The kids and their teachers raised over $3,000 for our fight against Batten disease, but that’s not what I love most about the playathon. It’s the event’s soul, captured best in the reflections of those who created it and continue to stage it, year after year:

Pamela and studentsThe (kids) who met (Taylor) in the past always want to know how she is doing and if they will see her this year. They understand when I say she can’t travel very well anymore, but they wish that she could. The ones who haven’t met her want to know all about her…how old she is, what she can do, would she hear them if they played? They really do seem to know who they are playing for and why. Sometimes, students will tell me that they saw someone else at their school in one of the (Taylor’s Tale) t-shirts and went and talked to them. It seems clear the playathon is more than just another activity to them.

At Hopper (Piano & Organ Company) a little girl of about 7 emptied her change purse…that likely accounts for the 55 cents (in the final amount raised). I thought that was very cute.

-Pamela Tsai

Polly and studentsThe playathon offers an opportunity for young people to use their music to give back – to reach out – to help someone else. I watched the students come into the different venues – music in hand, parents and friends by their sides, smiles on their faces – all because they are playing music and not thinking about themselves. Some are dressed to the nines and some in casual clothes, but they come, and they come willingly. They come to play for Taylor.

There must be something freeing for them to know that each note they play is for Taylor and for others like her; to know that by giving up a few minutes of their weekend, someone else might get better or at least be encouraged.

But a look at the parents’ and students’ faces also reveals a lot. At recitals, you see parents and children come in, (and you notice) some signs of stress on their faces, some worried brows over whether their child will play well and slumped shoulders of some students who know they did not practice enough. But at the playathon, parents and students come in relaxed, smiling and talking with each other, all knowing it is going to be a fun afternoon – they can play pieces they like – they can use their music – and they are sharing the stage with students of other teachers, all for a great cause.

It is also a window into the styles of fellow teachers – you see them as they relate to their students – how they encourage them and talk with them – how the students look to their teachers for encouragement and acceptance and a nod that they did well. This is something private piano teachers do not get to experience, because we are all teaching in our own studios; how nice it is to be able to interact with other teachers and their students. It is rare for this to happen – especially when all are there for a common cause, and it does not involve competitions or contests.

And finally – here are some pictures that stick in my mind:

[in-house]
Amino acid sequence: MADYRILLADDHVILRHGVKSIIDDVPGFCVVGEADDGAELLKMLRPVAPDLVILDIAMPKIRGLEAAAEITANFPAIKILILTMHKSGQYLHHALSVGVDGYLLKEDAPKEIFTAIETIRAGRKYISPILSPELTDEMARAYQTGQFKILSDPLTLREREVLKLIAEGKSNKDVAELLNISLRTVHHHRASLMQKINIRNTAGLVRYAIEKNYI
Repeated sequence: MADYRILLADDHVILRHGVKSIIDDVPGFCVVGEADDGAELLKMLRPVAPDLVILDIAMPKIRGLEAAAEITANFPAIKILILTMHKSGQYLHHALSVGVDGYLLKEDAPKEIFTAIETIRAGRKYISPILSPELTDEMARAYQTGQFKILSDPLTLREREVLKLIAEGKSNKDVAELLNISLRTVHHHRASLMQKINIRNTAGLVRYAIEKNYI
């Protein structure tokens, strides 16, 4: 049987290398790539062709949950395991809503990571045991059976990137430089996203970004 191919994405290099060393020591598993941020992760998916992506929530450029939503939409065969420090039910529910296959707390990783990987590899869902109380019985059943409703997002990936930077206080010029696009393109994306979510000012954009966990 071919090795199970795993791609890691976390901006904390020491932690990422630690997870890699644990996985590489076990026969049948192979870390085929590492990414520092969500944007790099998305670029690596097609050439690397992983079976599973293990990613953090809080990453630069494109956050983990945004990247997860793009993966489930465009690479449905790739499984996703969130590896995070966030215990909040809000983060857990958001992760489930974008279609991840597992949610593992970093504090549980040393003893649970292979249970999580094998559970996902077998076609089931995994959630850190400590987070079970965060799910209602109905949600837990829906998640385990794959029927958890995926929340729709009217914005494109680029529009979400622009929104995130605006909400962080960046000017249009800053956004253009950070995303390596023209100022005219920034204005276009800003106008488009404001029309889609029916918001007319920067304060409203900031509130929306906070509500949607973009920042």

The 6-year-old who is so shy, she will not speak up at school but will go up on a stage in front of strangers to play for Taylor, and the surprised look on her parents’ faces as she does so with confidence.

The 9-year-old girl who brings her own entourage of friends – all dressed in their Sunday best and acting like they are at the best music show in town.

The young girl dressed in a purple skirt with net and stars befitting the best ballerina in town and her pink cowboy boots.

The teacher whose students all come dressed in purple for Taylor – and when you look closer, most of the parents are in purple, too.

The father of a new student who has only had a few lessons – worried about how well she is doing – then seeing his beaming face as he watches her play her pieces – he knows she is doing just fine.

The look on the face of the father of a teenaged boy who goes to the stage – hat on his head, dressed in casual clothes and playing his own version of his pieces – change from interest, to pride, to a broad smile and then a shake of his head in wonderment.

The student with autism who has found a love of music but is wary of playing and anxious about going up to the piano, but he does it for Taylor – and he is proud of himself when he is done.

The store owners who graciously donate their recital halls for Taylor – and then you see them go over and put a donation into the basket.

The look on the face of Taylor’s grandfather as he sits on the front row listening to student after student play for his granddaughter.

It is an afternoon with little stress for the students – an afternoon of music – an afternoon of students supporting and encouraging each other – an afternoon of teachers sharing a musical experience with each other – an afternoon for Taylor.

-Polly Greene

Thanks to all those who attended the event and gave to Taylor’s Tale, from parents and grandparents to others who had no children playing but came to support our cause anyway. Thanks also to Hopper Piano & Organ Company, Maus Piano and Organ and Ruggero Piano for donating space for this wonderful event once again. Finally, thanks to Polly, Pamela and all of the teachers and students whose selfless love and dedication help us get closer to beating this disease each year.

Watch a UNC-TV feature story about the playathon

Fat Daddy’s Charity Night

By Laura Edwards

Just a reminder that Fat Daddy’s Bar & Grill of Raleigh, NC will host a charity night to benefit Taylor’s Tale on Tuesday, Nov. 17 from 5-11 p.m. If you live in the Triangle area and can make it out to Fat Daddy’s that evening, you’ll be supporting the three research projects Taylor’s Tale helped make possible for 2009-2010. Just mention Taylor’s Tale when you place your order, and the restaurant will donate 10 percent of the proceeds from your purchase to our organization.

Fat Daddy’s is a local favorite in the Crabtree Valley area of Raleigh, located at 6201 Glenwood Ave. The restaurant offers everything from custom-built burgers to pool tables and a huge beer selection.
For more information about this and other upcoming events, check out our website or Facebook page. Hope to see you soon!